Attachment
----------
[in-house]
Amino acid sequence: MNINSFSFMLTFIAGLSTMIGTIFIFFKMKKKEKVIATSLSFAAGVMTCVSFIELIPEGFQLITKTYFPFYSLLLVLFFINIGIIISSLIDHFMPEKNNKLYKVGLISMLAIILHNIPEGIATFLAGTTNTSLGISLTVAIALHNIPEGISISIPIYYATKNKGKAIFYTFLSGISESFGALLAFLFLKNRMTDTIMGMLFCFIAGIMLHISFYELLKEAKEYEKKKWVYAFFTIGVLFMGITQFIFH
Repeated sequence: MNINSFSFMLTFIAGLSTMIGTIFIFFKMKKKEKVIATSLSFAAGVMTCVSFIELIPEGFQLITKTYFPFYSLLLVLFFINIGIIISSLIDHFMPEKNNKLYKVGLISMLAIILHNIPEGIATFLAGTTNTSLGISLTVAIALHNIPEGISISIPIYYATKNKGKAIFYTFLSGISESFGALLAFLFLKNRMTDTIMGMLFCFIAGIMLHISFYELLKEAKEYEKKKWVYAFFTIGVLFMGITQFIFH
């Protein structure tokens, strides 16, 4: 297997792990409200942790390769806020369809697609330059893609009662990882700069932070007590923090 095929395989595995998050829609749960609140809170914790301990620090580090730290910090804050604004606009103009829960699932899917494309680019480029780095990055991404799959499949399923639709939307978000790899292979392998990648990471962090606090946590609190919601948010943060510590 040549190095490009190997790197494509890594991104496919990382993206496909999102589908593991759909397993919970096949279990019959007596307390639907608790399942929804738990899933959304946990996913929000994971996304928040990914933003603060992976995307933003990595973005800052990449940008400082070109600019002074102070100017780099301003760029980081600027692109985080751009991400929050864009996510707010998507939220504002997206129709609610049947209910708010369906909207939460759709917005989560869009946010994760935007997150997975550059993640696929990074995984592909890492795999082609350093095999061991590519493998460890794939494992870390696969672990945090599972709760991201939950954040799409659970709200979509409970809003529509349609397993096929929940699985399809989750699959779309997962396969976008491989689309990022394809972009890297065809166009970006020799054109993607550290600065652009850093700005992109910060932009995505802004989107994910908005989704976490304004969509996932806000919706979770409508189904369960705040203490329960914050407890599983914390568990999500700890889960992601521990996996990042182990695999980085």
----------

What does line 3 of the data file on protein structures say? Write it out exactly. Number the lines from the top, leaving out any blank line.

Repeated sequence: MNINSFSFMLTFIAGLSTMIGTIFIFFKMKKKEKVIATSLSFAAGVMTCVSFIELIPEGFQLITKTYFPFYSLLLVLFFINIGIIISSLIDHFMPEKNNKLYKVGLISMLAIILHNIPEGIATFLAGTTNTSLGISLTVAIALHNIPEGISISIPIYYATKNKGKAIFYTFLSGISESFGALLAFLFLKNRMTDTIMGMLFCFIAGIMLHISFYELLKEAKEYEKKKWVYAFFTIGVLFMGITQFIFH